Intrepid medical-school student confronts a deadly virus decimating West Africa.
During his second year of medical school, Donaldson became intrigued by the deadly Lassa fever, a rat-borne hemorraghic virus closely related to the Ebola and Marburg varieties that, left untreated, virtually liquefies the body’s internal organs. Convinced he could help ease the suffering, he spent the summer of 2003 in civil-war–torn Sierra Leone, where Lassa was reaching epidemic proportions. The trip, Donaldson admits, while initially an exhilarating “mix of danger and adventure,” soon became an all-encompassing endeavor that he came close to regretting several times. After a tour of the poverty-stricken environs, the author apprenticed under renowned Lassa expert Dr. Conteh, who was in charge of the Lassa ward in the town of Kenema. A desperate fight to save a female villager from cerebral malaria would pale in comparison to Donaldson’s months of frenzied work in the 20-bed facility, especially after Conteh departed for a week to oversee a program of health-care training, leaving the author in charge of the ward. Though overwhelmed and unprepared to make some of “the most critical decisions of [his] life,” Donaldson and his bare-bones medical staff trudged on, diagnosing, curing and sometimes burying contagious villagers as lines continued to form outside his door. Near the end of his time in West Africa, Donaldson faced an extremely tough personal challenge as well—a diagnosis of myocarditis, a crippling, life-threatening autoimmune disease. Passionate humanitarianism permeates the author’s memoir. In a heartfelt epilogue, he compassionately acknowledges that the work he performed in West Africa is integral to the way he practices medicine today.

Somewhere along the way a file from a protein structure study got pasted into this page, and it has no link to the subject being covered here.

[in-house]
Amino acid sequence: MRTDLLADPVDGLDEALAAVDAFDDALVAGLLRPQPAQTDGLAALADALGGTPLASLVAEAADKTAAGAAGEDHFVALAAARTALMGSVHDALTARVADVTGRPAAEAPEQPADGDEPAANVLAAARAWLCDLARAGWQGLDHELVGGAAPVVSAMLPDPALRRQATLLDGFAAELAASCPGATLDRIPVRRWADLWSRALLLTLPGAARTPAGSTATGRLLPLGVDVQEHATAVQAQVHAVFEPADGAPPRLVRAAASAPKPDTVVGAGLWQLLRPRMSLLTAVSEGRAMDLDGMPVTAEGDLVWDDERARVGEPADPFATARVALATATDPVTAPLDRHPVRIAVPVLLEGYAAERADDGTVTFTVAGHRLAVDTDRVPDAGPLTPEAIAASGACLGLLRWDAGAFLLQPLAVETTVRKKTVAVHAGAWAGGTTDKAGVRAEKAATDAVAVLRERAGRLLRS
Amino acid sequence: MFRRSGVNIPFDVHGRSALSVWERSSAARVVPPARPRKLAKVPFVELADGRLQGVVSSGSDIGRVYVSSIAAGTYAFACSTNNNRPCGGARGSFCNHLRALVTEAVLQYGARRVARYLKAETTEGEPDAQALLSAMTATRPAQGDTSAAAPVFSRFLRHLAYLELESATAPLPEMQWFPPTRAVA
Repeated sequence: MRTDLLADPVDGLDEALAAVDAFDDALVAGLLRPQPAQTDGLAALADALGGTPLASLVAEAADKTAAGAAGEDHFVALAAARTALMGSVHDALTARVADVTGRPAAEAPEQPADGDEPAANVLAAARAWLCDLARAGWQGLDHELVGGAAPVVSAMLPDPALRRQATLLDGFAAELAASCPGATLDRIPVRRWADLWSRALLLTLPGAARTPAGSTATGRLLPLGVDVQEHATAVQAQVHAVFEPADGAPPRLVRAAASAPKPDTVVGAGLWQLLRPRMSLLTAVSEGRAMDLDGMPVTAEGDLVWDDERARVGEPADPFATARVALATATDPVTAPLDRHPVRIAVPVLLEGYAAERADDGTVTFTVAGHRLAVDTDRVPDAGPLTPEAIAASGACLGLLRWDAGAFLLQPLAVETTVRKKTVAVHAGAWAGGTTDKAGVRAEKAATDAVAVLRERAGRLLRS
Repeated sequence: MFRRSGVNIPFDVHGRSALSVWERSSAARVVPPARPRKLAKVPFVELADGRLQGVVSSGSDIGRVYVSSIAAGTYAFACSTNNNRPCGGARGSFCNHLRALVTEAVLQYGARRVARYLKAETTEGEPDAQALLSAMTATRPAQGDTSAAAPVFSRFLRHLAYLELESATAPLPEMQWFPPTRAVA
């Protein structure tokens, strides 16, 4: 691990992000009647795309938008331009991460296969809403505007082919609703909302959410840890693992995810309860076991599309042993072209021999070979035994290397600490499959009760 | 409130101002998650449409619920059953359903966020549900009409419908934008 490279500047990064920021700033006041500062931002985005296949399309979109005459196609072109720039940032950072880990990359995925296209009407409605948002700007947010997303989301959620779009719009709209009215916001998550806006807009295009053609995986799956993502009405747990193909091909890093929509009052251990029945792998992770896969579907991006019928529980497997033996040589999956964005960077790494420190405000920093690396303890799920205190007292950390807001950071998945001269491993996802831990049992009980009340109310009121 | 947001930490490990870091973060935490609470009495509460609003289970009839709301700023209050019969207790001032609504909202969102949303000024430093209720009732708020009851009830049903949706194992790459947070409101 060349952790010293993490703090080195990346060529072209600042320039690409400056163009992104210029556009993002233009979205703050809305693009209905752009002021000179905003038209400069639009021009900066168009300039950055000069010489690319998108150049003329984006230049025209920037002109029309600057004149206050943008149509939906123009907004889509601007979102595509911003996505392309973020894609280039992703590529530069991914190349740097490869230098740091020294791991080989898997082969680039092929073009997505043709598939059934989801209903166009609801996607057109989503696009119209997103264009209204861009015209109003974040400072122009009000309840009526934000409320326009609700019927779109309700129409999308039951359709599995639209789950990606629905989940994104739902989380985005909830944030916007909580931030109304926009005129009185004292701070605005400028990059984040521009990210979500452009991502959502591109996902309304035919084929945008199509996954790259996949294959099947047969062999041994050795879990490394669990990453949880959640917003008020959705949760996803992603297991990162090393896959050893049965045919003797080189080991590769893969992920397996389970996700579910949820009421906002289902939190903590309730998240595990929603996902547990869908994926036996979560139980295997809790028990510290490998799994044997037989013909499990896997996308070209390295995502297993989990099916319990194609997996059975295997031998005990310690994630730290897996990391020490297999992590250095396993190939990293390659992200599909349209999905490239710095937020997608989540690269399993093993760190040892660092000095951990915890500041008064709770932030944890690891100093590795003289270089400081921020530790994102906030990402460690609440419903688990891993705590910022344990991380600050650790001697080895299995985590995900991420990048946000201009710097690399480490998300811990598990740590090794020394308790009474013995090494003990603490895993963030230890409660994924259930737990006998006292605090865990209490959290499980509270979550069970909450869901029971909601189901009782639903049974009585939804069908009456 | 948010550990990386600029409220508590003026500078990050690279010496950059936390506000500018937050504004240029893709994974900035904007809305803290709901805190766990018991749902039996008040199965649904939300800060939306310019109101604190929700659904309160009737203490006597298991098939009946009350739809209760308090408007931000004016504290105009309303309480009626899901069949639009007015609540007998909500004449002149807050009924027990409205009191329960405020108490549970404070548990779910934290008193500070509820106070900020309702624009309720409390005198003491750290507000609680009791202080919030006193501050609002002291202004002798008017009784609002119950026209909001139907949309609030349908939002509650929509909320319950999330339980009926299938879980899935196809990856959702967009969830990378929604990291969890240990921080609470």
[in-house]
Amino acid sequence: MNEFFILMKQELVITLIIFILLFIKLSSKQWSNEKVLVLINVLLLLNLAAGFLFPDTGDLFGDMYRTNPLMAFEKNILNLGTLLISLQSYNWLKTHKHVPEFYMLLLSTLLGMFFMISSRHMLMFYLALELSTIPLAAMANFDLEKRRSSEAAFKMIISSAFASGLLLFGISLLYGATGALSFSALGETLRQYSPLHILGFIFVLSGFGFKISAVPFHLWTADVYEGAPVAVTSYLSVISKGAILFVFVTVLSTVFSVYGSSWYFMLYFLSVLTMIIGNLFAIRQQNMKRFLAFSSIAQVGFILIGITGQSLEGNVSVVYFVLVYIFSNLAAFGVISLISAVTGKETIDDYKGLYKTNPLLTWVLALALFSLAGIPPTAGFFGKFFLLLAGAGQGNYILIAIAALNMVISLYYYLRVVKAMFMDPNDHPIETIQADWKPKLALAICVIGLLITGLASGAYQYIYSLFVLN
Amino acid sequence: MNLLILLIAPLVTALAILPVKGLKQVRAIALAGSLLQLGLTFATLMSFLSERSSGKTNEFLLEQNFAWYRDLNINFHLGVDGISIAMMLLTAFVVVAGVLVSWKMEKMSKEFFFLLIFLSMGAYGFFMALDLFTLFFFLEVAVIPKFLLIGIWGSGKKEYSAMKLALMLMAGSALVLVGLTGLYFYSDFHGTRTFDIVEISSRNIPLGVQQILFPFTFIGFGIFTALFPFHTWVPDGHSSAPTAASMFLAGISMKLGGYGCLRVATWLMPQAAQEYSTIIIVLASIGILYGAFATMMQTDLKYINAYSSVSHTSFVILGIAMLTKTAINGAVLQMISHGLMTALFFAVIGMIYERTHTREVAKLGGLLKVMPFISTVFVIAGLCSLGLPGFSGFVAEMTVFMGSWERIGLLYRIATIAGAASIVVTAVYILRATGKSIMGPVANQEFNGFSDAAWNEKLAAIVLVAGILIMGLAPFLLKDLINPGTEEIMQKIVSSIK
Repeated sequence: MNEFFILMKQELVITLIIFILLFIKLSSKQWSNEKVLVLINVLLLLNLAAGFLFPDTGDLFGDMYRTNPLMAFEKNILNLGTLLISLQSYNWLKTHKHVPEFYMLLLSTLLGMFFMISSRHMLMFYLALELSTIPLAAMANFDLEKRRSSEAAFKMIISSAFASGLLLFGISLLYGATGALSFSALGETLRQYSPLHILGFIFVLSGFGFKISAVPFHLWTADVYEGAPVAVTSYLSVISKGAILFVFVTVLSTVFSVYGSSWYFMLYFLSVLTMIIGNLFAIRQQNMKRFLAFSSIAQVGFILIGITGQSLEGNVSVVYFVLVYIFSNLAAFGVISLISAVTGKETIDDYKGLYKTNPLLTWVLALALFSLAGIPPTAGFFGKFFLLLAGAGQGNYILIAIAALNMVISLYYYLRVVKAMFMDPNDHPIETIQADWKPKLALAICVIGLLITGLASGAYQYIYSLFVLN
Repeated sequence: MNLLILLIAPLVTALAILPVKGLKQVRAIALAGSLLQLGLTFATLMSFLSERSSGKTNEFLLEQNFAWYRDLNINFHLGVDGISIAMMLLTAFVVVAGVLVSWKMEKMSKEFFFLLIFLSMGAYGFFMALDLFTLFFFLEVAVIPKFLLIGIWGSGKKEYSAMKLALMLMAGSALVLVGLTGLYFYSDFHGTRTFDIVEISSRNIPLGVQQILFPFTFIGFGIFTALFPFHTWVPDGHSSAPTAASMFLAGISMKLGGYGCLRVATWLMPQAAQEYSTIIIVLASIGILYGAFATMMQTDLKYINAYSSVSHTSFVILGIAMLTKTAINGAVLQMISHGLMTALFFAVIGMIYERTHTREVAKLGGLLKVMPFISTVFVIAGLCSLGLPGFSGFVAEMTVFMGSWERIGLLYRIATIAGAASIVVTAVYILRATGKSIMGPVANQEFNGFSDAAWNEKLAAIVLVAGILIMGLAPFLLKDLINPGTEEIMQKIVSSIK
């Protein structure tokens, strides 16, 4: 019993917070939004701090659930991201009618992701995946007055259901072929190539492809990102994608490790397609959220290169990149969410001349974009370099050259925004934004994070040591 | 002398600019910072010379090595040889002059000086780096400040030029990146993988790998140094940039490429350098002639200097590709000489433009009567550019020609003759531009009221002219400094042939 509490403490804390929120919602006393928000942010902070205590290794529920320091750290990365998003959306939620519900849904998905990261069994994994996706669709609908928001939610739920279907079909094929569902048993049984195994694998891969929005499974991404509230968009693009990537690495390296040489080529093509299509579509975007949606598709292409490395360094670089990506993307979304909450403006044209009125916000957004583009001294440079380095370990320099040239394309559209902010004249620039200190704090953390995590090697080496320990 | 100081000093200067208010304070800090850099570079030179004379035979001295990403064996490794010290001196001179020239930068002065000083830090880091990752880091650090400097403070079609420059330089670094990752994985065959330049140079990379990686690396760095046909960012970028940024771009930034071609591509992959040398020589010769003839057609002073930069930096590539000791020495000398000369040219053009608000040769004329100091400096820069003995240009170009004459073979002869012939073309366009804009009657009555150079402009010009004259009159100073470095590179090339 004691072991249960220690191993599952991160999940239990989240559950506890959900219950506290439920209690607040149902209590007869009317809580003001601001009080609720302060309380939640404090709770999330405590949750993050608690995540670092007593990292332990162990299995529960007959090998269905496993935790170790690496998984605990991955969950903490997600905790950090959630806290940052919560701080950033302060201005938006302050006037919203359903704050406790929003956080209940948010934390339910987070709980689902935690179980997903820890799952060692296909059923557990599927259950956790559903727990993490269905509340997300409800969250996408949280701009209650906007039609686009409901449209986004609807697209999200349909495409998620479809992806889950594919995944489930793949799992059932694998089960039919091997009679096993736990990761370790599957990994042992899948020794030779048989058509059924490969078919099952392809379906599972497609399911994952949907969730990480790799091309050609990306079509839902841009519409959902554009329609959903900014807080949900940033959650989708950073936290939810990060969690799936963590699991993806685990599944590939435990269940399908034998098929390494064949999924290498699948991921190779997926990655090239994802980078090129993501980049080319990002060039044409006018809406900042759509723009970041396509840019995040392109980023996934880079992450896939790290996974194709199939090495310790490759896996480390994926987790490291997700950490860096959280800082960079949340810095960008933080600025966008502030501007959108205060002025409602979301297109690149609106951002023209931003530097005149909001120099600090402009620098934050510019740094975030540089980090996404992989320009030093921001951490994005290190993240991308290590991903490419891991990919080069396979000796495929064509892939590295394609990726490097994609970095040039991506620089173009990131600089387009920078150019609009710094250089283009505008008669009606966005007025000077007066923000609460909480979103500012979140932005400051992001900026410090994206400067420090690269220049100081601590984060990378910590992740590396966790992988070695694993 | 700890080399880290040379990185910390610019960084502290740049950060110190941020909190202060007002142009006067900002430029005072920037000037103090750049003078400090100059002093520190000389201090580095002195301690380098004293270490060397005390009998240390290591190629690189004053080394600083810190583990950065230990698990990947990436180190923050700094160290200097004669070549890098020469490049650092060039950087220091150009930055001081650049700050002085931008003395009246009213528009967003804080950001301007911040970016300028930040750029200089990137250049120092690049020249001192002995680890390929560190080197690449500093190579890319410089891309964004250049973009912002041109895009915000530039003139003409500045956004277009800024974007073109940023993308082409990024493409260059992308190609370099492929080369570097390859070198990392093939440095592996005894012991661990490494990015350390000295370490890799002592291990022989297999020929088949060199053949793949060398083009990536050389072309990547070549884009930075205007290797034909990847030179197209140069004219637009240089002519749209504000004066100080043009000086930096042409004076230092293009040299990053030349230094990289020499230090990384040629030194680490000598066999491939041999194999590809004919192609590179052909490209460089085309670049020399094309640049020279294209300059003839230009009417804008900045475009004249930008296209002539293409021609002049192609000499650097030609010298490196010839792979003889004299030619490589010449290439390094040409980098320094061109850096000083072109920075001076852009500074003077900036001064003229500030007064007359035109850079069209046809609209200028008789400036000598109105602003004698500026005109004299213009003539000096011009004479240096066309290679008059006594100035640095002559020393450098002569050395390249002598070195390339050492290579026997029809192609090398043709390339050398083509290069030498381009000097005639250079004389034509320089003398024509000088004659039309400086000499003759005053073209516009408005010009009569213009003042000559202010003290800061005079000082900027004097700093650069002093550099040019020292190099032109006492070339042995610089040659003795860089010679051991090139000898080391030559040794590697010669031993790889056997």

A rewarding memoir.